Rosaline review: Kaitlyn Dever’s breezy, clever rewrite of Romeo & Juliet

Admit it, you love a bit of revisionist Shakespeare.

The bard’s famous tales have inspired so many unfaithful adaptations, from The Lion King to 10 Things I Hate About You, there’s always a curiosity to see what an imaginative filmmaker can do with ol’ Will’s words.

And when Baz Luhrmann has defined what a contemporary version of Romeo & Juliet looks like, while Franco Zeffirelli staked the claim on a traditional adaptation, it’s a bold move for another storyteller to attempt the same.

So, instead of doing exactly that, director Karen Maine and screenwriters Scott Neustadter and Michael H. Weber sidestepped the challenge and lasered in on the play’s least-explored character: the unseen Rosaline.

If you’re familiar with Romeo & Juliet, you’ll know Rosaline as the Capulet cousin who had captured Romeo’s heart but her supposed non-reciprocation sent him into a depressive spin. It’s she Romeo was to see at the Capulet ball when he spies Juliet instead.

Rosaline may be a footnote in the story of Romeo & Juliet but here, she’s given star billing, and with the irrepressibly charismatic Kaitlyn Dever in her fancy shoes.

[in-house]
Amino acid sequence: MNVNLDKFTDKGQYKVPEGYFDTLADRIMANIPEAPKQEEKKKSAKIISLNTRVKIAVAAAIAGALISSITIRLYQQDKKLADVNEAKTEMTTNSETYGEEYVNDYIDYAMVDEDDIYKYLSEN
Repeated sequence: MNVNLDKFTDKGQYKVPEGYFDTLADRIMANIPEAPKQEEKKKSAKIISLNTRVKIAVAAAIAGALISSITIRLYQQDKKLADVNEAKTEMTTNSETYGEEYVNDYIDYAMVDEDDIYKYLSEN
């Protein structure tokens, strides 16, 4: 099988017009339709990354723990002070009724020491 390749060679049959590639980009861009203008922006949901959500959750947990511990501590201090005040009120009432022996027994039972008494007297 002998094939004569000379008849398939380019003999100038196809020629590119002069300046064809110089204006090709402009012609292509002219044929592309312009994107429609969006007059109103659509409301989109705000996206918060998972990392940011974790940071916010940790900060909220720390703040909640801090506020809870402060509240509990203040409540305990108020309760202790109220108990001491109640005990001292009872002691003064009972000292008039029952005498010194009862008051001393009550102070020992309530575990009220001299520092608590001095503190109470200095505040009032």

Unlike Mercutio’s descriptor of Rosaline as a “hard-hearted wench”, this Rosaline is a warm, witty and lovestruck young woman. She’s smitten with Romeo, who sneaks onto her balcony for illicit kisses. Only her nurse (Minnie Driver) and her friend Paris (Spencer Stevenson) knows her secret.

As a Capulet, she cannot be seen consorting with a Montague, and her father (Bradley Whitford) is busy trying to arrange her marriage.

It’s during one of these matchmaking sessions that she’s waylaid and late to the Capulet masquerade ball, not only missing out on the dances she promised Romeo but she also wasn’t there to stop his fateful meeting with Juliet.

Rosaline is heartbroken when she realises her beau has fallen for another, and plots to win him back from her guileless young cousin.

As a concept, Rosaline and her role as a meddler in the grand romance of Romeo & Juliet is a fun idea – she’s to Romeo & Juliet what Rosencrantz and Guildenstern are to Hamlet.

There’s a lot of joy in seeing the story from the perspective of a side character, especially one who is only briefly spoken about and never seen in Shakespeare’s original play.

Rosaline plays up the farce and comedy and despite its period setting, it feels fresh. It quickly – and cleverly – explains away why the dialogue is not Elizabethan and the fact that characters are speaking with different accents doesn’t even grate.

It has a contemporary vibe and because it pulls it off in a way that the recent doomed adaptation of Persuasion did not, you forgive a lot.

Rosaline is a breezy movie that charms in large part because Dever is such a talent. Her magnetism allows her to turn Rosaline’s scheming into something endearing – and that’s not easy considering she spends the bulk of the movie trying to break up one of the most enduring romances of all time.

Rating: 3/5

Rosaline is streaming now on Disney+

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